September 1, 2017: Sleep
https://www.readbyqxmd.com/read/28934526/mechanisms-of-memory-retrieval-in-slow-wave-sleep
#5
Scott A Cairney, Justyna M Sobczak, Shane Lindsay, M Gareth Gaskell
Study Objectives: Memories are strengthened during sleep. The benefits of sleep for memory can be enhanced by re-exposing the sleeping brain to auditory cues; a technique known as targeted memory reactivation (TMR). Prior studies have not assessed the nature of the retrieval mechanisms underpinning TMR: the matching process between auditory stimuli encountered during sleep and previously encoded memories. We carried out two experiments to address this issue. Methods: In Experiment 1, participants associated words with verbal and nonverbal auditory stimuli before an overnight interval in which subsets of these stimuli were replayed in slow-wave sleep...
September 1, 2017: Sleep
https://www.readbyqxmd.com/read/28932187/linking-network-activity-to-synaptic-plasticity-during-sleep-hypotheses-and-recent-data
#6
REVIEW
Carlos Puentes-Mestril, Sara J Aton
Research findings over the past two decades have supported a link between sleep states and synaptic plasticity. Numerous mechanistic hypotheses have been put forth to explain this relationship. For example, multiple studies have shown structural alterations to synapses (including changes in synaptic volume, spine density, and receptor composition) indicative of synaptic weakening after a period of sleep. Direct measures of neuronal activity and synaptic strength support the idea that a period of sleep can reduce synaptic strength...
2017: Frontiers in Neural Circuits
https://www.readbyqxmd.com/read/28922194/benign-neonatal-sleep-myoclonus-evokes-somatosensory-responses
#7
Emma Losito, Monika Eisermann, Patricia Vignolo, Shushanik Hovhannisyan, Jean François Magny, Anna Kaminska
PURPOSE: Benign neonatal sleep myoclonus is a common nonepileptic condition occurring in neurologically normal full-term newborns. During jerks, EEG has always been described as normal. The aim of this study was to describe EEG changes associated with the myoclonic jerks. METHODS: Polygraphic video-EEG recordings of four full-term neonates presenting benign neonatal sleep myoclonus were studied. Myoclonic jerks were analyzed regarding their topography, frequency, propagation pattern, and reflex component...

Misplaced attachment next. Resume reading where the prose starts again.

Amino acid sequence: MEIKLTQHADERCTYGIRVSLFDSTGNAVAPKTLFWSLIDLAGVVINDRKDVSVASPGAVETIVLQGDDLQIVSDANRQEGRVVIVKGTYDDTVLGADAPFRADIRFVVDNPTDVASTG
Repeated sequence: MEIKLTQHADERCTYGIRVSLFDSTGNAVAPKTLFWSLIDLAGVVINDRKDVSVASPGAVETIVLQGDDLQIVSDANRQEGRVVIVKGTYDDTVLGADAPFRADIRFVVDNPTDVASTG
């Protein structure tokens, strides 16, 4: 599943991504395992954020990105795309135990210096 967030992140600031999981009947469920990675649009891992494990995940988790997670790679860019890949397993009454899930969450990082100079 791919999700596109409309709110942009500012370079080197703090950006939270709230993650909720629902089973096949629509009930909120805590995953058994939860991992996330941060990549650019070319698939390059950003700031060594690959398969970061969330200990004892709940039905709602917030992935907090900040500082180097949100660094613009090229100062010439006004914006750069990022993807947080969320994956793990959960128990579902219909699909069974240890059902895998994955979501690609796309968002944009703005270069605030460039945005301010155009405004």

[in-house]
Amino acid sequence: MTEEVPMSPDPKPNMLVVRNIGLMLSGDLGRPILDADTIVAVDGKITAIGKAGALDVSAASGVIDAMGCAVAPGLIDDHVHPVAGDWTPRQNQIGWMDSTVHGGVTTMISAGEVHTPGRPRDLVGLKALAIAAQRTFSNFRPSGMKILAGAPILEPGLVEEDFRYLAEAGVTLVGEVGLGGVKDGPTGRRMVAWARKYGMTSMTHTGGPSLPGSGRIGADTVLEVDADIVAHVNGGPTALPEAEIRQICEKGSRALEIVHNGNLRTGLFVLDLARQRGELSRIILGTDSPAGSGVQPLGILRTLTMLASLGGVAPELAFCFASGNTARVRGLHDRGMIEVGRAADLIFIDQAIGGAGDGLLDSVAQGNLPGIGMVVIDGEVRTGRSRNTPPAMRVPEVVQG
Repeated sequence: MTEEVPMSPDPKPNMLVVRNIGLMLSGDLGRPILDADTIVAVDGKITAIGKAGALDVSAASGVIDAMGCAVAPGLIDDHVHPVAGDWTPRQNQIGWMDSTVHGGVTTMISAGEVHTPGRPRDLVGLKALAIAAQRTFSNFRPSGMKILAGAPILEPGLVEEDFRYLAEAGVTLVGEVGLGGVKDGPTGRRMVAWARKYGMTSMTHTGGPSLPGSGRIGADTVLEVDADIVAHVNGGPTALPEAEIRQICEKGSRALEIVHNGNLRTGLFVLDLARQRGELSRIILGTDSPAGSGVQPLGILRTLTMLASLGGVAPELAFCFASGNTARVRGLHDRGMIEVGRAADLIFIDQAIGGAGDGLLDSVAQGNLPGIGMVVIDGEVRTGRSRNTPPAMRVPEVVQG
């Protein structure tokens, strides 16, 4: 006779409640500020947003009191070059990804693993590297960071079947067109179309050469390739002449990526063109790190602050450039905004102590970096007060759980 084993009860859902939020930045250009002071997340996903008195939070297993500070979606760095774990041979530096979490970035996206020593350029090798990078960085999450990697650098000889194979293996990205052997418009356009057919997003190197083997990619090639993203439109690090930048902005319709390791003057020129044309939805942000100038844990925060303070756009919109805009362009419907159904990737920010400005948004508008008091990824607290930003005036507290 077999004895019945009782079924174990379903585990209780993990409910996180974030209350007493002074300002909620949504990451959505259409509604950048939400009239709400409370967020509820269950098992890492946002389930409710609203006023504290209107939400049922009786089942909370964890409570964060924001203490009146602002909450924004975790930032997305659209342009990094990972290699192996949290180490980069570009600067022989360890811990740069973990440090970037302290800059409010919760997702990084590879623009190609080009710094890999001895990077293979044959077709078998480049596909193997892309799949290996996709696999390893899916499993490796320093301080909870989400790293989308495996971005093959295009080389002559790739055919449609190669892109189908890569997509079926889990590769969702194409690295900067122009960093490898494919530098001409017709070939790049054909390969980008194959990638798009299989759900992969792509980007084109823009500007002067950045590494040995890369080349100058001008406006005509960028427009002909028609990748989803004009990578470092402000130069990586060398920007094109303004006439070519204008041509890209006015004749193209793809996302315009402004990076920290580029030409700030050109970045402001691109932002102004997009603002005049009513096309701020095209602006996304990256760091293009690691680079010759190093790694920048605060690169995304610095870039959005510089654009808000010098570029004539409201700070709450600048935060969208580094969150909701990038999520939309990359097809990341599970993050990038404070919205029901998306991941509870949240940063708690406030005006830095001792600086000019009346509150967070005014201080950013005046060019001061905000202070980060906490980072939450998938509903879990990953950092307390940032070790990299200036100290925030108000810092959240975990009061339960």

September 14, 2017: Journal of Clinical Neurophysiology: Official Publication of the American Electroencephalographic Society
https://www.readbyqxmd.com/read/28921856/disruption-of-perineuronal-nets-increases-the-frequency-of-sharp-wave-ripple-events
#8
ZhiYong Sun, P Lorenzo Bozzelli, Adam Caccavano, Megan Allen, Jason Balmuth, Stefano Vicini, Jian-Young Wu, Katherine Conant
Hippocampal sharp wave ripples (SWRs) represent irregularly occurring synchronous neuronal population events that are observed during phases of rest and slow wave sleep. SWR activity that follows learning involves sequential replay of training-associated neuronal assemblies and is critical for systems level memory consolidation. SWRs are initiated by CA2 or CA3 pyramidal cells and require initial excitation of CA1 pyramidal cells as well as participation of parvalbumin (PV) expressing fast spiking (FS) inhibitory interneurons...
September 16, 2017: Hippocampus
https://www.readbyqxmd.com/read/28921043/slow-wave-activity-and-executive-dysfunction-in-children-with-sleep-disordered-breathing
#9
Jessica A Christiansz, Chloe R Lappin, Aidan J Weichard, Gillian M Nixon, Margot J Davey, Rosemary S C Horne, Sarah N Biggs